Pomegranates are nearly round, 2-1/2 to 5 in. wide fruit crowned at the base by the prominent calyx.
The tough, leathery skin or rind is typically yellow overlaid with light or deep pink or rich red.
The interior is separated by membranous walls and white, spongy, bitter tissue into compartments packed with sacs filled with sweetly acid, juicy, red, pink or whitish pulp or aril.
In each sac there is one angular, soft or hard seed.
The arils (seed casings) of the pomegranate are consumed raw. The entire seed is eaten, though the fleshy outer portion of the seed is the part that is desired. The taste differs depending on the variety of pomegranate and its state of ripeness.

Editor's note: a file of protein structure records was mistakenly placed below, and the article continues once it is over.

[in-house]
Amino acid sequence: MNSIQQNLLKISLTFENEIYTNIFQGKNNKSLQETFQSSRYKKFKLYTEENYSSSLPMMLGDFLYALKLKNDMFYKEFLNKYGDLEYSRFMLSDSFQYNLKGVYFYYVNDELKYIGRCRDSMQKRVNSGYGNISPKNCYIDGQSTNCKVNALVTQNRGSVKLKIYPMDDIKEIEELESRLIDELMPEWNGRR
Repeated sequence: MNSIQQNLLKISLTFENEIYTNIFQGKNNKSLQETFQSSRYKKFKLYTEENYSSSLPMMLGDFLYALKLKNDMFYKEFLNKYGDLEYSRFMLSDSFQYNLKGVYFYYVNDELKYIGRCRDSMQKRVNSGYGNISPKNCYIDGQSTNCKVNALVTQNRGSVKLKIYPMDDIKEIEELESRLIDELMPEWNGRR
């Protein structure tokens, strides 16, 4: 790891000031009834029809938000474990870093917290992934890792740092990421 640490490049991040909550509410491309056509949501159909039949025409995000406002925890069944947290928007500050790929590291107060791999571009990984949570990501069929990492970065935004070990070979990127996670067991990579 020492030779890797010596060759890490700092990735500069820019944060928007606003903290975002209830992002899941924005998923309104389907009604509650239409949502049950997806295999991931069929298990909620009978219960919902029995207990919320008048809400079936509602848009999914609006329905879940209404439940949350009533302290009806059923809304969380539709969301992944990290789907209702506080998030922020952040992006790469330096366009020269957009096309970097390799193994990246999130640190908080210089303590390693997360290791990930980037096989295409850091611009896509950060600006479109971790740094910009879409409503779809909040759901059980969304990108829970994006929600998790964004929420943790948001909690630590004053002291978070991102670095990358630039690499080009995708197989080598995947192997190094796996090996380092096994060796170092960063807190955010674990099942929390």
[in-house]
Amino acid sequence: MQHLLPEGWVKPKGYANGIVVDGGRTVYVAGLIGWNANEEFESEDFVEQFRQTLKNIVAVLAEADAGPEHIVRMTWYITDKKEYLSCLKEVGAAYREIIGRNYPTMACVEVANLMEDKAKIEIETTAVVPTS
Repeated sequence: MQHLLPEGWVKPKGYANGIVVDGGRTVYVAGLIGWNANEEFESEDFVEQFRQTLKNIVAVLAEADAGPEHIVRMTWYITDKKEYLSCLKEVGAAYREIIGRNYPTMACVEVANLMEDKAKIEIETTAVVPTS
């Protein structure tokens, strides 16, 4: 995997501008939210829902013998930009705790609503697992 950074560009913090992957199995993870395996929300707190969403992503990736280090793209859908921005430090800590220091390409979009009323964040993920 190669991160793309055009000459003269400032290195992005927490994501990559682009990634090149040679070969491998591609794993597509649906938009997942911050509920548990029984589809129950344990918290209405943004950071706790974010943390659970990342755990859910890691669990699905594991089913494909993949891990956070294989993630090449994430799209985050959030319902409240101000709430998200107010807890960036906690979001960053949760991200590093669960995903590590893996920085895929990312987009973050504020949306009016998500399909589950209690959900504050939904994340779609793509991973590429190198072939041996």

Pomegranate juice is a popular drink in the Middle East, and is also used in Iranian and Indian cuisine; it began to be widely marketed in the U.S. in 2004. Pomegranate concentrate is used in Syrian cuisine. Grenadine syrup is thickened and sweetened pomegranate juice; it is used in cocktail mixing. Before the tomato arrived to the Middle East, grenadine was widely used in many Persian foods; it can still be found in traditional recipes. The juice can also be used as an antiseptic when applied to cuts. In addition, Pomegranate seeds are sometimes used as a spice.
The primary commercial growing regions of the world are the Near East, India and surrounding countries and southern Europe. In California commercial cultivation is centered in the southern San Joaquin Valley.
One pomegranate delivers 40% of an adult’s daily vitamin C requirement. It is also a rich source of folic acid and of antioxidants.
Recent research into the health benefits of Pomegranates has created unprecedented demand both in the United States and Europe. Recent studies have been published showing a positive relationships between pomegranate consumption and prostate cancer, carotid arteries and hypertension.